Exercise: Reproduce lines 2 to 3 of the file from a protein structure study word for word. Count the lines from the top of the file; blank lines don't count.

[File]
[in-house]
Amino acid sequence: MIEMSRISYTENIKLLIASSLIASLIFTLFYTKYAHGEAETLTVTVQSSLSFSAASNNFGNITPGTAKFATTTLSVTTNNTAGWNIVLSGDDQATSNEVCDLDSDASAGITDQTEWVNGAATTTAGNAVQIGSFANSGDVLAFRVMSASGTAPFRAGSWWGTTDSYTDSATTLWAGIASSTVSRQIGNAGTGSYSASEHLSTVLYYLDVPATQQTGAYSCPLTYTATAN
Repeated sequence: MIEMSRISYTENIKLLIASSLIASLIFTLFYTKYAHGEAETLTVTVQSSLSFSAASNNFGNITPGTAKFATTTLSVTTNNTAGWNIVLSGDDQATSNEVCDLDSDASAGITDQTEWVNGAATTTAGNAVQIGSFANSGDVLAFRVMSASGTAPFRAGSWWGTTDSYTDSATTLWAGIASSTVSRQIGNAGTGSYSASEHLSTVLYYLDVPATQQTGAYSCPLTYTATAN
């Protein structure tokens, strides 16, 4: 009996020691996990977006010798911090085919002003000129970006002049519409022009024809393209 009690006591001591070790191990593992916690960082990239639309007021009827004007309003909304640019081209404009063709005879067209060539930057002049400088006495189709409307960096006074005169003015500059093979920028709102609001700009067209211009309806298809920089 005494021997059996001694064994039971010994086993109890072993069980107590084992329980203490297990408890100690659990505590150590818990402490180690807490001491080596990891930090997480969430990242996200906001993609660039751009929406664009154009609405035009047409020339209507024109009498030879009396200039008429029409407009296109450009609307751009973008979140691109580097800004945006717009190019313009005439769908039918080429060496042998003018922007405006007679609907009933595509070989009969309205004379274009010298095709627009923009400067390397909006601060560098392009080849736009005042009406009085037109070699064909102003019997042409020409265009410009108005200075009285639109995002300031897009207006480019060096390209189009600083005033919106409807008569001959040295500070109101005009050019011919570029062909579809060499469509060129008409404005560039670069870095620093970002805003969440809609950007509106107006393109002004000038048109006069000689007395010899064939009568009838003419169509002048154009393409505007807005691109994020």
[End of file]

Amino acid sequence: MIEMSRISYTENIKLLIASSLIASLIFTLFYTKYAHGEAETLTVTVQSSLSFSAASNNFGNITPGTAKFATTTLSVTTNNTAGWNIVLSGDDQATSNEVCDLDSDASAGITDQTEWVNGAATTTAGNAVQIGSFANSGDVLAFRVMSASGTAPFRAGSWWGTTDSYTDSATTLWAGIASSTVSRQIGNAGTGSYSASEHLSTVLYYLDVPATQQTGAYSCPLTYTATAN
Repeated sequence: MIEMSRISYTENIKLLIASSLIASLIFTLFYTKYAHGEAETLTVTVQSSLSFSAASNNFGNITPGTAKFATTTLSVTTNNTAGWNIVLSGDDQATSNEVCDLDSDASAGITDQTEWVNGAATTTAGNAVQIGSFANSGDVLAFRVMSASGTAPFRAGSWWGTTDSYTDSATTLWAGIASSTVSRQIGNAGTGSYSASEHLSTVLYYLDVPATQQTGAYSCPLTYTATAN